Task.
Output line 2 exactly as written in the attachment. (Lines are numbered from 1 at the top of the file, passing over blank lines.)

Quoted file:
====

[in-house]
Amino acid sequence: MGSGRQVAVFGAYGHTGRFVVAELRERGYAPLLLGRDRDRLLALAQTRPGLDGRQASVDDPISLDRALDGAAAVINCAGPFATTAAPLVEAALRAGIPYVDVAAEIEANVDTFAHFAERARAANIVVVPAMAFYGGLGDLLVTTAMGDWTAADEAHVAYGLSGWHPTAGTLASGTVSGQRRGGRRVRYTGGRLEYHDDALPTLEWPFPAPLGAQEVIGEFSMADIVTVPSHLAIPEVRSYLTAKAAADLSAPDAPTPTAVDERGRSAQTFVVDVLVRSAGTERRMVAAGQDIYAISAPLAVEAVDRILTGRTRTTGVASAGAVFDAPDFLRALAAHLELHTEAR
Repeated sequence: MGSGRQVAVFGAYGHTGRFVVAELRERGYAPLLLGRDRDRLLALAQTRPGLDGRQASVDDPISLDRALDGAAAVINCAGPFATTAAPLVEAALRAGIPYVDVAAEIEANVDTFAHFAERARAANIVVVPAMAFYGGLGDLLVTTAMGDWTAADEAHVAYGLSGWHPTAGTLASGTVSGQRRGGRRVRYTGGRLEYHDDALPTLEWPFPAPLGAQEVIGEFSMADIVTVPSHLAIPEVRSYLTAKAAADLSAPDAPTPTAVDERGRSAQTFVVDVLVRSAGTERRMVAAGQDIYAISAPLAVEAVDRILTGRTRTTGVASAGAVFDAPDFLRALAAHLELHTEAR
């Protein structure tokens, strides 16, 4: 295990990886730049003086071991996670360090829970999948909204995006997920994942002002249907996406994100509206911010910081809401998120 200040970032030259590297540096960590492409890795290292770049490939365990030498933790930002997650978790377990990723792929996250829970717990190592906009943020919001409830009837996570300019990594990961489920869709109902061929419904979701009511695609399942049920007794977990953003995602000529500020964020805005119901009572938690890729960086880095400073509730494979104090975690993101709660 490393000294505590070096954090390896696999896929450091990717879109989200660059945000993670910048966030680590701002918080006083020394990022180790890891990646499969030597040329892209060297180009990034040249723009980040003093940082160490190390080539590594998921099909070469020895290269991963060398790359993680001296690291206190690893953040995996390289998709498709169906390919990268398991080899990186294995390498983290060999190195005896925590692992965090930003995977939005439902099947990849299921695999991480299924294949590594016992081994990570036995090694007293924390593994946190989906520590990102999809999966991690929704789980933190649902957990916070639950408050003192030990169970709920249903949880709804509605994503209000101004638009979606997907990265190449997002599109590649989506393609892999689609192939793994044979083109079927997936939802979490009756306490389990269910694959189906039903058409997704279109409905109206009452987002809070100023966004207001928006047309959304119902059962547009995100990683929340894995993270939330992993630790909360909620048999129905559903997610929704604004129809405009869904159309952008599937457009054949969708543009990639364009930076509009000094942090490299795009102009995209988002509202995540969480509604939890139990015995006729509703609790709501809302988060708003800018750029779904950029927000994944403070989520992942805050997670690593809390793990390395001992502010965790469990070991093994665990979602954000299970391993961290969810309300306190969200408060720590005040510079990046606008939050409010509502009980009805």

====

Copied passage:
Amino acid sequence: MGSGRQVAVFGAYGHTGRFVVAELRERGYAPLLLGRDRDRLLALAQTRPGLDGRQASVDDPISLDRALDGAAAVINCAGPFATTAAPLVEAALRAGIPYVDVAAEIEANVDTFAHFAERARAANIVVVPAMAFYGGLGDLLVTTAMGDWTAADEAHVAYGLSGWHPTAGTLASGTVSGQRRGGRRVRYTGGRLEYHDDALPTLEWPFPAPLGAQEVIGEFSMADIVTVPSHLAIPEVRSYLTAKAAADLSAPDAPTPTAVDERGRSAQTFVVDVLVRSAGTERRMVAAGQDIYAISAPLAVEAVDRILTGRTRTTGVASAGAVFDAPDFLRALAAHLELHTEAR